Fadwa I have to say that practicing translation taught me a lot but as I joined the program I learned more theories and I started to understand what the concepts of what I was doing for a year and a half. For me, practice and degrees are both important and they complete each other.
Yes, totally. For me it was exactly like that However, in Spain they theach a lot of theory (too much, in my opinion). As I said, it's necessary to distinguish what's useful and what's not, but for me a degree was the correct choice, even though I actually learned more when I started working as a translator and interpreter.
Dmitry This is an excellent example of my main point: there's no single path in this profession.
Also agree on this. Even if the degree was the correct choice for me, it doesn't mean everyone needs that kind of certificate. However, in Spain many employers ask specifically for graduates in Translation and Interpreting or Linguistics.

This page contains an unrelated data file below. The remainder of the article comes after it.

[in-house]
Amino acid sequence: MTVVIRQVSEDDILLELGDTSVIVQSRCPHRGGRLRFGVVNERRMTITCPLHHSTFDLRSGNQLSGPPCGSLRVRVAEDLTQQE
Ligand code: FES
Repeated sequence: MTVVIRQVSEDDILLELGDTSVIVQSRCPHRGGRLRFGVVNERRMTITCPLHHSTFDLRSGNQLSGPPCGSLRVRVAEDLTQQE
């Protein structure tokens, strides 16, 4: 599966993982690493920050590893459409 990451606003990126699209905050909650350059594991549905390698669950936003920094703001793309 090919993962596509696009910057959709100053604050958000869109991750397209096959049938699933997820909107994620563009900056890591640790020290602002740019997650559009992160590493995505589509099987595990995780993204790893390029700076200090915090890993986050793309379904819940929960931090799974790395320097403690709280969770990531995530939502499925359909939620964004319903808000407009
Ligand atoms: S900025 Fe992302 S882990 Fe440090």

Dmitry My Master's Degree, of course was useful as I acquired valuable translation skills and knowledge
Which Master's did you do, if you don't mind me asking?
Dmitry It'll be funny that it will all come together and you'll realize that something you've been doing is actually a translation method that has been developed years ago Translation theory can be boring, but when it's applied in practice and can certainly help you become a better translator.
Something that happened to me at uni was that I started to realize that the evolution of translation theory and history is kind of logical, but I never would've noticed without those lessons. It was really useful to me and it was always quite funny to see some translations from the past, when they even translated the names (at least in Spanish)